"It is becoming very clear that the state alone must bear responsibility for the country's foreign policy," said Samir Franjieh, a parliament member who is close to the Hariri bloc. "But our problem now is that Israel is taking things so far that if there is no help from the international community, the situation could get out of hand."

The fate of Hezbollah is at the center of Lebanon's sectarian complexity, now more pronounced than perhaps at any time since the 1975-90 civil war. Hezbollah's future is also tied up in regional politics dominated by Syria, Iran and Israel.

Along with Lebanon's president, Emile Lahoud, Hezbollah remains one of Syria's main allies in Lebanon. The governments of Syria and Iran provide Hezbollah with funding and arms, although the countries' influence is a matter of debate. Analysts here say Iranian influence has become ascendant following the Syrian pullout, though foreign policy in the two countries has so far largely overlapped. The United States renewed its call Thursday for those countries to intervene to get the two Israeli soldiers released.

"It's really time for everybody to acknowledge that these two states do have some measure of control over Hezbollah," State Department spokesman Sean McCormack told reporters in Washington. "And the international community has called upon them to exercise that control, to have these two individuals released."

Few dispute Syria's influence over Hezbollah. But some experts questioned whether Syria, isolated by the United States and suspected by many in Lebanon of having a role in Hariri's assassination, actually ordered the operation against Israel.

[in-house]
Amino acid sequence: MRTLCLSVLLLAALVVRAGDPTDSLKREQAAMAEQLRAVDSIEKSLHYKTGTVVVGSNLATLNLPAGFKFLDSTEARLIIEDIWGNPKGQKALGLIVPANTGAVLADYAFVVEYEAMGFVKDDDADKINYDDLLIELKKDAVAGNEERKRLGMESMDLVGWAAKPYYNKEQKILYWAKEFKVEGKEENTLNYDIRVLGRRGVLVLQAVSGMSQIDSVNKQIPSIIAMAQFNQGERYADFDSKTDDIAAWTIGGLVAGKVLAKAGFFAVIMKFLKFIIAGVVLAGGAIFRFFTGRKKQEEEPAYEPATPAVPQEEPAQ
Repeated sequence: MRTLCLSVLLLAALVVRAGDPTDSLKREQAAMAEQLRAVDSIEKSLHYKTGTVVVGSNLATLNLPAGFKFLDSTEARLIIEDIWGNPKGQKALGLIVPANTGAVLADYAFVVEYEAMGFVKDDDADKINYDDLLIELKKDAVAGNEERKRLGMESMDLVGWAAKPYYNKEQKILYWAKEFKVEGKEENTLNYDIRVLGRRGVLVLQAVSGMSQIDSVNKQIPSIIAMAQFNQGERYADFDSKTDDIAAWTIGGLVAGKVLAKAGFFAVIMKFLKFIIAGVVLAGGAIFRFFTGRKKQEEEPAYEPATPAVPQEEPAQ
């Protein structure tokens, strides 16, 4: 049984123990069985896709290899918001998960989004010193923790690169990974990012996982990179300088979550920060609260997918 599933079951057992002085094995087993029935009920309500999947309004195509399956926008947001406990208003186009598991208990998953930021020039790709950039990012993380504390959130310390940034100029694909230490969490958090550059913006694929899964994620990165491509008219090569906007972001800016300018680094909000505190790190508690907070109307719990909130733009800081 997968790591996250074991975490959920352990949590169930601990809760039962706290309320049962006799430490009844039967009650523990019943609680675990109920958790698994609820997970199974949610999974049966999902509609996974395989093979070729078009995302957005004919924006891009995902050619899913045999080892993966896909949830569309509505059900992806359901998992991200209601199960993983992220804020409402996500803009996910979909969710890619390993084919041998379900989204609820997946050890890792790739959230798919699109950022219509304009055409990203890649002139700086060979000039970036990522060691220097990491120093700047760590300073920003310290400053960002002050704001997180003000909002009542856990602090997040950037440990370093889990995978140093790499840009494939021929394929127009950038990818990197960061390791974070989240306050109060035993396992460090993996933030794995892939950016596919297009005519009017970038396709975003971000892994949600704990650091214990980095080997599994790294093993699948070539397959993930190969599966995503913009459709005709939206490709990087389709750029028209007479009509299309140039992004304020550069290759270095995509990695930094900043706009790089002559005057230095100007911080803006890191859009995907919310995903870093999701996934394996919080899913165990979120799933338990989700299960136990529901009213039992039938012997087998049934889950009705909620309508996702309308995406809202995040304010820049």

"I don't think that Syria is in a position to assume the consequences of such an attack or order such an operation," said Walid Charara, an author and expert on the movement. "That said, Syria maintains relations of consultation with Hezbollah and Hamas, both of which enjoy a large scope of autonomy of action."

Jumblatt, an outspoken opponent of Syria, went further, suggesting Damascus ordered the operation.

"They don't make independent decisions," he said. "Lebanon is being squeezed on one side from the Israelis and on the other side by the Iranians and the Syrians through proxy. Unfortunately, now Lebanon is a battleground."

Hezbollah appeared at a low point after the Syrian withdrawal, but over the past few months, analysts say, it has shored up its standing in politics here. In national reconciliation talks that have dragged on for months, the group effectively blocked negotiations over its weapons. This year, it entered into an alliance with the country's most popular Christian leader, Michel Aoun. In Lebanon there is a widely held perception that U.S. pressure on Syria has abated, while a U.N. investigation into Hariri's death has lost momentum.

At a news conference Wednesday, Nasrallah struck an assured pose, at one point joking with journalists who asked about Israeli threats to escalate its attacks in an attempt to secure the release of its soldiers.

"Of course, they are going to say that. They think we are going to return the two prisoners, apologize and even more?" said Nasrallah, wearing his traditional black turban. He laughed. "What world do they live in?"